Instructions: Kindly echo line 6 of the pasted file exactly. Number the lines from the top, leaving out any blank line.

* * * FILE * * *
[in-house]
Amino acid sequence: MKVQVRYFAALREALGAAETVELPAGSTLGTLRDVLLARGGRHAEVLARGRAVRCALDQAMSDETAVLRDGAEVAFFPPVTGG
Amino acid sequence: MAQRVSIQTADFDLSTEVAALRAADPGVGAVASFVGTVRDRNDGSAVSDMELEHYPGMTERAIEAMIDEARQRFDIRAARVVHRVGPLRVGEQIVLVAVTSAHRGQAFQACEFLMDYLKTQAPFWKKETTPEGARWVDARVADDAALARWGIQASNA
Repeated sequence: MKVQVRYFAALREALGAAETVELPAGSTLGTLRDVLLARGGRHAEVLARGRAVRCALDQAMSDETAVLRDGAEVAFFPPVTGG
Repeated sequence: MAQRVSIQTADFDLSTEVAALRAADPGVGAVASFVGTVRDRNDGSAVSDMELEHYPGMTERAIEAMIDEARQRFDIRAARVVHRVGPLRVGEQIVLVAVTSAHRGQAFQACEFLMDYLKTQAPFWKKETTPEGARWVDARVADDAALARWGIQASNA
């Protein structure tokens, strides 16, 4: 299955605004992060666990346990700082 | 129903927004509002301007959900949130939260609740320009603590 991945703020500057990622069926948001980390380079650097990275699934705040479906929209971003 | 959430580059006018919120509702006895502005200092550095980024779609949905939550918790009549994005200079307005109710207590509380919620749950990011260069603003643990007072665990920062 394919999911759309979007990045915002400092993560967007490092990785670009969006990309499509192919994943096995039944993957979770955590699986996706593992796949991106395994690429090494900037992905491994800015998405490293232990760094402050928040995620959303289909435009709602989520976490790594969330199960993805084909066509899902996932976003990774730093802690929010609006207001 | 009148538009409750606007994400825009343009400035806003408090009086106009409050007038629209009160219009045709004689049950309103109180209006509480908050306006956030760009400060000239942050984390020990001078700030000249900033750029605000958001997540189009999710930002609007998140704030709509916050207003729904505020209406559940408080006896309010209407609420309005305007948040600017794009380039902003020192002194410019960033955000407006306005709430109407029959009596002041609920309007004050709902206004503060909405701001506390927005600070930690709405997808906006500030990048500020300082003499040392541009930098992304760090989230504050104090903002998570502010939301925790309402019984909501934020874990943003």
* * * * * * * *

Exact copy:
């Protein structure tokens, strides 16, 4: 299955605004992060666990346990700082 | 129903927004509002301007959900949130939260609740320009603590 991945703020500057990622069926948001980390380079650097990275699934705040479906929209971003 | 959430580059006018919120509702006895502005200092550095980024779609949905939550918790009549994005200079307005109710207590509380919620749950990011260069603003643990007072665990920062 394919999911759309979007990045915002400092993560967007490092990785670009969006990309499509192919994943096995039944993957979770955590699986996706593992796949991106395994690429090494900037992905491994800015998405490293232990760094402050928040995620959303289909435009709602989520976490790594969330199960993805084909066509899902996932976003990774730093802690929010609006207001 | 009148538009409750606007994400825009343009400035806003408090009086106009409050007038629209009160219009045709004689049950309103109180209006509480908050306006956030760009400060000239942050984390020990001078700030000249900033750029605000958001997540189009999710930002609007998140704030709509916050207003729904505020209406559940408080006896309010209407609420309005305007948040600017794009380039902003020192002194410019960033955000407006306005709430109407029959009596002041609920309007004050709902206004503060909405701001506390927005600070930690709405997808906006500030990048500020300082003499040392541009930098992304760090989230504050104090903002998570502010939301925790309402019984909501934020874990943003």